Shoulder pain: diagnosis and management in primary careBMJ 2005; 331 doi: https://doi.org/10.1136/bmj.331.7525.1124 (Published 10 November 2005) Cite this as: BMJ 2005;331:1124
- Caroline Mitchell, senior clinical lecturer (email@example.com)1,
- Ade Adebajo, honorary senior lecturer2,
- Elaine Hay, professor of community rheumatology3,
- Andrew Carr, Nuffield professor of orthopaedic surgery4
- 1 Institute of General Practice and Primary Care, School of Health and Related Research (ScHARR), University of Sheffield, Northern General Hospital, Sheffield S5 7AU
- 2 Academic Rheumatology Group, Division of Genomic Medicine, University of Sheffield Medical School, Sheffield S10 2RX
- 3 Primary Care Sciences Research Centre, Keele University, Keele ST5 5BG
- 4 Nuffield Department of Orthopaedic Surgery, University of Oxford, Oxford OX3 7LD
- Correspondence to: C Mitchell
- Accepted 22 September 2005
Compromised shoulder movement due to pain, stiffness, or weakness can cause substantial disability and affect a person's ability to carry out daily activities (eating, dressing, personal hygiene) and work.w1 Self reported prevalence of shoulder pain is estimated to be between 16% and 26%; it is the third most common cause of musculoskeletal consultation in primary care, and approximately 1% of adults consult a general practitioner with new shoulder pain annually.1 Occupations as diverse as construction work and hairdressing are associated with a higher risk of shoulder disorders. Physical factors such as lifting heavy loads, repetitive movements in awkward positions, and vibrations influence the level of symptoms and disability, and psychosocial factors are also important.w1 Recent studies suggest that chronicity and recurrence are common.2 3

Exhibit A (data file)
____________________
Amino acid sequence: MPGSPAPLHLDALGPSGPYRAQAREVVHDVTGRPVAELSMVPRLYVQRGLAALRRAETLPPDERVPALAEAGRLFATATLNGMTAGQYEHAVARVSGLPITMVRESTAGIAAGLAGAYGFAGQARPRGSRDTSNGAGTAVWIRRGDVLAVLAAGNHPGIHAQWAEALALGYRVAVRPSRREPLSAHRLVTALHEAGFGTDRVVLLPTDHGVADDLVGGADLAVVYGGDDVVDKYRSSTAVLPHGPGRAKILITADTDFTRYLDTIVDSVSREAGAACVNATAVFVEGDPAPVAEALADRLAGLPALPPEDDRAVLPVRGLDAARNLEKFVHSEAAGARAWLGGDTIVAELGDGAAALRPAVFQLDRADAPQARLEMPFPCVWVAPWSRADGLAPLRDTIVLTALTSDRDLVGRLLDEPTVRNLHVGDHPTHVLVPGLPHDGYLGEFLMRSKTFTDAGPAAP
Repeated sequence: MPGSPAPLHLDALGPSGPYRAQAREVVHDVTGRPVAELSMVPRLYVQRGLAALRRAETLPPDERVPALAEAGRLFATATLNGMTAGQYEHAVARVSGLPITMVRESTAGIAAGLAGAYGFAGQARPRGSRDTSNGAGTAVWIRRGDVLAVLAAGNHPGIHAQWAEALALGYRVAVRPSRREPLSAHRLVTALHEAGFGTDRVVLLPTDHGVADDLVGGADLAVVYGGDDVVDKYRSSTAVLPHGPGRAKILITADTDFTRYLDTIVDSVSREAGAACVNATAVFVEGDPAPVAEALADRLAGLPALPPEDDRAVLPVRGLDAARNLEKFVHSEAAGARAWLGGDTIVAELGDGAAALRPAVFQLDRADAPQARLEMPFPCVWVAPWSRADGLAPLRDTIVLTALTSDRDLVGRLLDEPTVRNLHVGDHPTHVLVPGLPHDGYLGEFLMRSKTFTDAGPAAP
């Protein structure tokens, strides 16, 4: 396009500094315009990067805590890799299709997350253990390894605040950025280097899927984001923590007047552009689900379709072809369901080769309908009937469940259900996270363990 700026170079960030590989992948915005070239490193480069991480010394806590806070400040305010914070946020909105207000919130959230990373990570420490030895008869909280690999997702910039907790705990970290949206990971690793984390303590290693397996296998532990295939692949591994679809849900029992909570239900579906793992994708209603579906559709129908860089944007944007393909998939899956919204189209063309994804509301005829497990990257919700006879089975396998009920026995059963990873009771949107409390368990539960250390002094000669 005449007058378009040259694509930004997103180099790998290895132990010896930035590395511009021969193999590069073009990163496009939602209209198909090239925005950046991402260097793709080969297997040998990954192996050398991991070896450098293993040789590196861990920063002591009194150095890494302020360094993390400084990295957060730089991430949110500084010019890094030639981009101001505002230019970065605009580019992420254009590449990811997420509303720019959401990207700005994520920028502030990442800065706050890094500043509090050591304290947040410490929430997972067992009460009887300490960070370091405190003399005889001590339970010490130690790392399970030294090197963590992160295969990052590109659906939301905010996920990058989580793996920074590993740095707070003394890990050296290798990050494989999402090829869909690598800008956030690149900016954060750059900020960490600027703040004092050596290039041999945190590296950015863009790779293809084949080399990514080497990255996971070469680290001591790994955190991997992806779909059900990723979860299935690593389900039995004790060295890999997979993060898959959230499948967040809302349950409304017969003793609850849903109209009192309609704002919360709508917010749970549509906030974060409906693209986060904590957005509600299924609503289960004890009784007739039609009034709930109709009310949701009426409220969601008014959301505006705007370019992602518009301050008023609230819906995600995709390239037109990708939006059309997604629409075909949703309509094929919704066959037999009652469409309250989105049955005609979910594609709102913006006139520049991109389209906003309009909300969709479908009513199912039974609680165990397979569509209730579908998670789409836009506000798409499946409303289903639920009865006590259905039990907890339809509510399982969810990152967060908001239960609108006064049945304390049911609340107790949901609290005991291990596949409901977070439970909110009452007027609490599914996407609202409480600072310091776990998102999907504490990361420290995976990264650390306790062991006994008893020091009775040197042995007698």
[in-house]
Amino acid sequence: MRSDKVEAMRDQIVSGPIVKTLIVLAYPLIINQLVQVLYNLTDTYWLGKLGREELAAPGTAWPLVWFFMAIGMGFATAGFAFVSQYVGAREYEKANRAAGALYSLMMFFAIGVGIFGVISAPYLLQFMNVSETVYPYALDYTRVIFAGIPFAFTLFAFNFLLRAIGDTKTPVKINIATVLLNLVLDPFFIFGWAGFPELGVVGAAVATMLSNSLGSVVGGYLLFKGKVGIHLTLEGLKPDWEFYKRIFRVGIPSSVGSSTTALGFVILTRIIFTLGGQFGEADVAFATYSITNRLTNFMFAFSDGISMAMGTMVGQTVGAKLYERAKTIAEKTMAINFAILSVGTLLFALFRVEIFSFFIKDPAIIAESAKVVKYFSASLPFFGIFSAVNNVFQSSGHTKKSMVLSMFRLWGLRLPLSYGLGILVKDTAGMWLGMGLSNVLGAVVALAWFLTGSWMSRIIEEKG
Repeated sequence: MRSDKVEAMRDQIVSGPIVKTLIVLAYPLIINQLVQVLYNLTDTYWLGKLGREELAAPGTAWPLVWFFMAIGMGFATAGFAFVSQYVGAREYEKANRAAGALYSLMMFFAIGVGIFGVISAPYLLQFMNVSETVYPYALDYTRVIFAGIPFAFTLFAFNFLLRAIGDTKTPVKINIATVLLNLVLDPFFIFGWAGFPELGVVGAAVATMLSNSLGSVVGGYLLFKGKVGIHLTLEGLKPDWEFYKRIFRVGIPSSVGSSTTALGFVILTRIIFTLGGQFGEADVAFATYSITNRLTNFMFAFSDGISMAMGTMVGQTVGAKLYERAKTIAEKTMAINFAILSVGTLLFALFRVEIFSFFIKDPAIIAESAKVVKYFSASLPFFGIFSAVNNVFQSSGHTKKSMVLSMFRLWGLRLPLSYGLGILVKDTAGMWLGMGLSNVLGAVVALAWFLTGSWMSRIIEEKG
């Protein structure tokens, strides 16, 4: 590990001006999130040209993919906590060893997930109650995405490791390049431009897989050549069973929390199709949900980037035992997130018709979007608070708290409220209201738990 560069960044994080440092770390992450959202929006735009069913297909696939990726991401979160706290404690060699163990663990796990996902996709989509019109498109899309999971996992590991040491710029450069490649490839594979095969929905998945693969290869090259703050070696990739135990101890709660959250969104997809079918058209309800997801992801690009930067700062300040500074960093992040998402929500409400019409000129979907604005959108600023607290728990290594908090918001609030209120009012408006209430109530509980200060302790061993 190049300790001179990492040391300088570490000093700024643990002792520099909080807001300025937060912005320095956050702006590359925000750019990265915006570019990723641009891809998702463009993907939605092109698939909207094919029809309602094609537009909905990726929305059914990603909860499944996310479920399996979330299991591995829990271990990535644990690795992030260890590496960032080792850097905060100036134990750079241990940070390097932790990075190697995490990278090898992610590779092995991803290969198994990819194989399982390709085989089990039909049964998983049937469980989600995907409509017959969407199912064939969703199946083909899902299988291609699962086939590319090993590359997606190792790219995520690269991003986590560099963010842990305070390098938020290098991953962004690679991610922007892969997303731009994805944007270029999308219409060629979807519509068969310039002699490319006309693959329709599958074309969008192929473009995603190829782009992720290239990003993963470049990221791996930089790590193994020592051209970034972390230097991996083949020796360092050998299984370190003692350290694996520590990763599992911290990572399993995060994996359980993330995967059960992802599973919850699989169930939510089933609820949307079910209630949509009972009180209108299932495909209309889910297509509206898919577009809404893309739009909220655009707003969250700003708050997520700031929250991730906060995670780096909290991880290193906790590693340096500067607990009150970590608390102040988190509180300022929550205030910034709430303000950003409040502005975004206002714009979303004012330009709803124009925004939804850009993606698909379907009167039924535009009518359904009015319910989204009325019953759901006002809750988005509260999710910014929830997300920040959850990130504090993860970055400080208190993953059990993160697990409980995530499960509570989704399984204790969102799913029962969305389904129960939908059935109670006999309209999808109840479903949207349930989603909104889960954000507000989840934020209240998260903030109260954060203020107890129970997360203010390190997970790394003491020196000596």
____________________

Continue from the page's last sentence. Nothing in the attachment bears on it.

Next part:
Common shoulder disorders exhibit similar clinical features, and the lack of consensus on diagnostic criteria and concordance in clinical assessment complicates treatment choices.3 w2-w5 This review proposes an evidence based approach using a simplified classification of shoulder problems, incorporating diagnostic techniques applicable to a primary care consultation and a “red flag” system to identify potentially serious disease.
Sources and selection criteria
We incorporated the latest consensus from systematic reviews and publications identified by a literature search through Medline, CINAHL, AMED, the Cochrane Library (Central, CDSR, HTA, DARE), Clinical Evidence, Best Evidence, Embase, British Nursing Index, PEDro,w6 Web of Science (social science and science citation indexes), and bmj.com. The search strategy included the terms “shoulder pain”, “rotator cuff disorder”, “rotator cuff tear”, “frozen shoulder”, and “primary care”.
We found six published systematic reviews of interventions for shoulder disorders and one health technology assessment systematic review of diagnostic tests for the assessment of shoulder pain.4–10 A topic search within Clinical Evidence identified the section “Shoulder pain.”11 We identified and critically appraised other …